I’ve been a customer since 2017, and rely on it for everything from grass seed to birthday gifts.
There are Echo speakers dotted throughout my home, Ring cameras inside and out, a Fire TV set-top box in the living room and an ageing Kindle e-reader by my bedside.
I submitted a subject data access request, asking Amazon to disclose everything it knows about me
Scanning through the hundreds of files I received in response, the level of detail is, in some cases, mind-bending.
One database contains transcriptions of al l 52, 90 interactions my family has had with the virtual assistant Alexa. Audio clips of the recordings are also provided.
(60 requests to play Let It Go, flag my daughter’s infatuation with Disney’s Frozen.
Other late-night music requests to the bedroom Echo, might provide a clue to a more adult activity.
Clicking on another file reveals 2, (product searches I had carried out within its store since . There are more than 88 supplementary columns for each one, containing information such as what device would have been using, how many items I subsequently clicked on, and a string of numbers that hint at my location.
One spreadsheet actually triggers a warning message saying it is too big for my software to handle. It contains details of the 100, Kindle interactions I’ve had since 2020, including the exact time of day for each tap. An associated document divides up my reading sessions for each e-book, timing each to the millisecond.
And on it goes.
endeavor was timed to coincide with a BBC Panorama documentary I’ve been involved with, which tracks Amazon’s rise through the prism of it being a data-collector.
“They happen to sell products, but they are a data company,” says James Thomson, one of the former executives interviewed.
“Each opportunity to interact with a customer is another opportunity to collect data.”
And he qualifies this by saying Amazon mustn’t violat e people trust in the process.
Yet as the company continues to grow, and expand into new activities, there are calls from both inside and outside Amazon to keep its data-feasting obsession in check.
Sleeping Lady resort is about a two -hour drive from Seattle.
The name comes from the shape of the mountains that tower above its wooden cabins.
When Bezos bussed Amazon’s staff there for a brainstorm in January , it lived up to its Icicle Road address. A storm meant some missed the first evening’s events.
Before joining, he had published more than 300 scientific articles, co-founded one of the first music recommendation systems, and worked on an application to analyze online trades in real-time.
Amazon made him his first chief scientist.
“I had weekly meetings… with people, whoever wanted to stop by, where we just looked at clickstream histories in the evening, with beer and pizza , to wrap our brains around why would people actually do this, why on Earth would they click here, ”he rememb ers.
Clickstreams are the digital breadcrumb trail which Amazon follows to see which sites users come from, how they travel through its own pages and where they go to next.
(Amazon’s response to my data request did not contain my own clickstream history, although the firm has provided
Bezos and Selenger sitting on Weigend’s bed: “I don’t know how that picture happened, I know that picture is in my bedroom in my bed at my home and nobody really is clear how Jeff Bezos got in my bed “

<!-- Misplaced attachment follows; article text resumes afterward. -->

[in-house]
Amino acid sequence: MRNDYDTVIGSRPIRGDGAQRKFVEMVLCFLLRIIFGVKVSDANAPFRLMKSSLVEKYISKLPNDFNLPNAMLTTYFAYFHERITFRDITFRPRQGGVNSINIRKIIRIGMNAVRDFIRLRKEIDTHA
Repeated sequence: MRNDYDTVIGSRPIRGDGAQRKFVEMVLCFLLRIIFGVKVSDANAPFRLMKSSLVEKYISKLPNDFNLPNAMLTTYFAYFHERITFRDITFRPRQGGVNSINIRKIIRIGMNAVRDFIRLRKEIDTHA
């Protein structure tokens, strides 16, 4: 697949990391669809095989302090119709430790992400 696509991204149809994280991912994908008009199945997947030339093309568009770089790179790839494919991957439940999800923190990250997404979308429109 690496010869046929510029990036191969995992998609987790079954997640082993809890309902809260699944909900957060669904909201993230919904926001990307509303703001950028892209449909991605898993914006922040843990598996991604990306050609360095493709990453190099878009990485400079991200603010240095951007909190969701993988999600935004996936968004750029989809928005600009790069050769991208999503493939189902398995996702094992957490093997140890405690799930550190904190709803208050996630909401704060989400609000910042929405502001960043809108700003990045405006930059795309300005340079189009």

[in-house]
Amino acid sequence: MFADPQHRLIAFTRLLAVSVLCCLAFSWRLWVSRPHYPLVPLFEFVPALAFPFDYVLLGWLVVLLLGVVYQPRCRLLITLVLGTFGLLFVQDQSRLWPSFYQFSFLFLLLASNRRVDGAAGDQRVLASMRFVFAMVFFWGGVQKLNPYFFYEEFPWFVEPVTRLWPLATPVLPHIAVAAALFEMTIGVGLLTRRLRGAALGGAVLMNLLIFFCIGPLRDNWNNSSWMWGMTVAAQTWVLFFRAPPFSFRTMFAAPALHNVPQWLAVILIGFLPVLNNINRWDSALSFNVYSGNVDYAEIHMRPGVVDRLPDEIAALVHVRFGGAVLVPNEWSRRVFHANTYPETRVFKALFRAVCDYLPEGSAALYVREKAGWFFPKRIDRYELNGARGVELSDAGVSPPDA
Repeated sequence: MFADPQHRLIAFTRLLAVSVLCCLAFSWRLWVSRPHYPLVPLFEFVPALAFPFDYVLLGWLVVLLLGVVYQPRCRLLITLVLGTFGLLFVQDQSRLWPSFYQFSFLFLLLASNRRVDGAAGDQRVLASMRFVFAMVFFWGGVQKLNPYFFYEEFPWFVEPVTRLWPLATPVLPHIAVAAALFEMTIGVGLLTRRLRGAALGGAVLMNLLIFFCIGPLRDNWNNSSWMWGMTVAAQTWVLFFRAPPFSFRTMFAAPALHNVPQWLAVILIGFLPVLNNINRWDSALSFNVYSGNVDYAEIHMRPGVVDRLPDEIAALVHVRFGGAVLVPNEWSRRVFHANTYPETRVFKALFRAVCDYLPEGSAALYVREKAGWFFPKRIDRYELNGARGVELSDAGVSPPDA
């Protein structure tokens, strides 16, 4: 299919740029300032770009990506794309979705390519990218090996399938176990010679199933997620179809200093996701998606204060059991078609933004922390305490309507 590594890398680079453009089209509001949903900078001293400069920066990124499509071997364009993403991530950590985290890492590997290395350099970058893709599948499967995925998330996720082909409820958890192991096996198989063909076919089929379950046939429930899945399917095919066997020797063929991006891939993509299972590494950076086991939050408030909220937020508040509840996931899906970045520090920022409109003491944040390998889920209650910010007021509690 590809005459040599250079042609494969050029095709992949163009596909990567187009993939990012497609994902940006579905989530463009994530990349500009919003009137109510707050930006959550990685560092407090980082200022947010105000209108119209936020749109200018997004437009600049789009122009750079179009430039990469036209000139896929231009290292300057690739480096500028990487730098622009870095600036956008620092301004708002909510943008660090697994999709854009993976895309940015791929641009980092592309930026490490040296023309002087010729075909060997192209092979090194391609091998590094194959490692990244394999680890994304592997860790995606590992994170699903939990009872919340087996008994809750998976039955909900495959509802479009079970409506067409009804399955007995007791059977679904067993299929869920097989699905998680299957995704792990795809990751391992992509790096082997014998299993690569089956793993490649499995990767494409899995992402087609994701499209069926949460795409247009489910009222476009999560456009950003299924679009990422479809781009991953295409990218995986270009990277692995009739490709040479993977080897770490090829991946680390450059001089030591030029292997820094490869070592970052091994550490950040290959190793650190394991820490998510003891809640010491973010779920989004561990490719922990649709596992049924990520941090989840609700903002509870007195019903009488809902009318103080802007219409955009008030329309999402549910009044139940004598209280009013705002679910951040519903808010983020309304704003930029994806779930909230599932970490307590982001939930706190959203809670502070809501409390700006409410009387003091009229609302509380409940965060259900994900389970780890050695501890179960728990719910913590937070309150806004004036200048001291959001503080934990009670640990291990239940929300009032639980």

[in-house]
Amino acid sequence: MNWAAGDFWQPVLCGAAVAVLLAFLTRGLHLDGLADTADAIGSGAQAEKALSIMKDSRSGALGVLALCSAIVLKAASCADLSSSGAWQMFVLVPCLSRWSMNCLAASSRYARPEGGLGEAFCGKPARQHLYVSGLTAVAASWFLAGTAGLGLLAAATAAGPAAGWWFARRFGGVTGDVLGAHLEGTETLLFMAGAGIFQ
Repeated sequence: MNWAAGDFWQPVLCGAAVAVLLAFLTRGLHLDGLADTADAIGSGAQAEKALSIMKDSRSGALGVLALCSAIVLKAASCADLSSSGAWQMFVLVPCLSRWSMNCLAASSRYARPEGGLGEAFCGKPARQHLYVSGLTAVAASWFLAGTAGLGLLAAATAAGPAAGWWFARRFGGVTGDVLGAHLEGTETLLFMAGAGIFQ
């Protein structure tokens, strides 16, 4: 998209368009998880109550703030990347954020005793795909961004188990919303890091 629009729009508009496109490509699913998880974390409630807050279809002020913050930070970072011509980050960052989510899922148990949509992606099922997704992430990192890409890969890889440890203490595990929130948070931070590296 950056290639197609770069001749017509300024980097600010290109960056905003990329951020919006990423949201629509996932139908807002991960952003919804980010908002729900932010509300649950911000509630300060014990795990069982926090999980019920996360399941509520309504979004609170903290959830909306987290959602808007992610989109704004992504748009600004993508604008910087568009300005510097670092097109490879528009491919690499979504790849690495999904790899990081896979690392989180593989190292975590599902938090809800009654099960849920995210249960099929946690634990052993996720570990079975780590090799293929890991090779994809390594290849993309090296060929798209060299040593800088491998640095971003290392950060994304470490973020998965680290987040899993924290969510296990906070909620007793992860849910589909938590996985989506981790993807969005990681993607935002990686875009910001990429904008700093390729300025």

Ring’s privacy notice states that personal information is used to “perform analytics including market and consumer research…. [and to] operate, evaluate, develop, manage and improve our business, ”via in-house tools as well as third-party services.
(I asked Ring for my data to see exactly what this involves, but it has yet to provide it.)
While much media coverage of Ring has centered on concerns it is helping the police to create a “surveillance state”, campaigners have recently turned their attention to the data it gathers about owners.
“Even when this information is not misused and employed for precisely its stated purpose (in most cases marketing), this can lead to a whole host of social ills, ”claims the Electronic Frontier Foundation, which carried out a recent study .
Ring counters that the data helps it to deliver better experiences.
Those experiences will soon include Alexa.
Later this year, the virtual assistant will be able to tell delivery drivers where to leave a package or take a message for the homeowner, if they do not reply themselves.
And even smart devices that don’t have Alexa built in, can typically be controlled by it – and in turn provide Amazon with further details about users’ day-to-day activities.
“It’s moving unbelievably quickly, ”says Daniel Rausch, Amazon’s smart home vice president.
“In just the first four months of  we went from 52, to , Devices that Alexa is compatible with. ”
He adds that privacy and security are “at the heart” of the initiative.
(For example, Alexa-enhanced devices light up to show when they are in listen mode. () It’s worth noting that my data request turned up about 1, (recordings that appear to have been accidental activations.)
Over time, Amazon has made it easier to review and delete voice histories.
You can now also opt out of letting humans listen back and c heck recordings to improve the service.
But Prof Zuboff raises concerns about whether people realise just how rich this new stream of data is.
Some people use more than one platform, so the figures total more than (%)
Some people use more than one platform, so the figures total more than (%)